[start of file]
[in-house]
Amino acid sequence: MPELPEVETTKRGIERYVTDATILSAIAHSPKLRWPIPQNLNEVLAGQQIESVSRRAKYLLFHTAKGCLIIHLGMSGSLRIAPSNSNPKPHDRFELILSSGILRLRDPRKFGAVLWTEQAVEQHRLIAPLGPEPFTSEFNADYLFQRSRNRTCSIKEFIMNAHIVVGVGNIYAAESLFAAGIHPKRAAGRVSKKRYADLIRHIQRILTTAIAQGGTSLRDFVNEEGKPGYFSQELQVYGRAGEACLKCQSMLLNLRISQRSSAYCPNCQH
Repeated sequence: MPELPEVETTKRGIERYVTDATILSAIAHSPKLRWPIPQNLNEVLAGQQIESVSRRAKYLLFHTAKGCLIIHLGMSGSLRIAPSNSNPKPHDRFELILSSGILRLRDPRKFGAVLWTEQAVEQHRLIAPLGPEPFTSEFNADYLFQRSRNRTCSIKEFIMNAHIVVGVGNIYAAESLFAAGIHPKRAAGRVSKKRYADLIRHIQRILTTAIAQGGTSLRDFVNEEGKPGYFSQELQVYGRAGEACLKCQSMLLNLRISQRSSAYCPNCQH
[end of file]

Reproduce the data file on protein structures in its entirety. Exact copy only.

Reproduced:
[in-house]
Amino acid sequence: MPELPEVETTKRGIERYVTDATILSAIAHSPKLRWPIPQNLNEVLAGQQIESVSRRAKYLLFHTAKGCLIIHLGMSGSLRIAPSNSNPKPHDRFELILSSGILRLRDPRKFGAVLWTEQAVEQHRLIAPLGPEPFTSEFNADYLFQRSRNRTCSIKEFIMNAHIVVGVGNIYAAESLFAAGIHPKRAAGRVSKKRYADLIRHIQRILTTAIAQGGTSLRDFVNEEGKPGYFSQELQVYGRAGEACLKCQSMLLNLRISQRSSAYCPNCQH
Repeated sequence: MPELPEVETTKRGIERYVTDATILSAIAHSPKLRWPIPQNLNEVLAGQQIESVSRRAKYLLFHTAKGCLIIHLGMSGSLRIAPSNSNPKPHDRFELILSSGILRLRDPRKFGAVLWTEQAVEQHRLIAPLGPEPFTSEFNADYLFQRSRNRTCSIKEFIMNAHIVVGVGNIYAAESLFAAGIHPKRAAGRVSKKRYADLIRHIQRILTTAIAQGGTSLRDFVNEEGKPGYFSQELQVYGRAGEACLKCQSMLLNLRISQRSSAYCPNCQH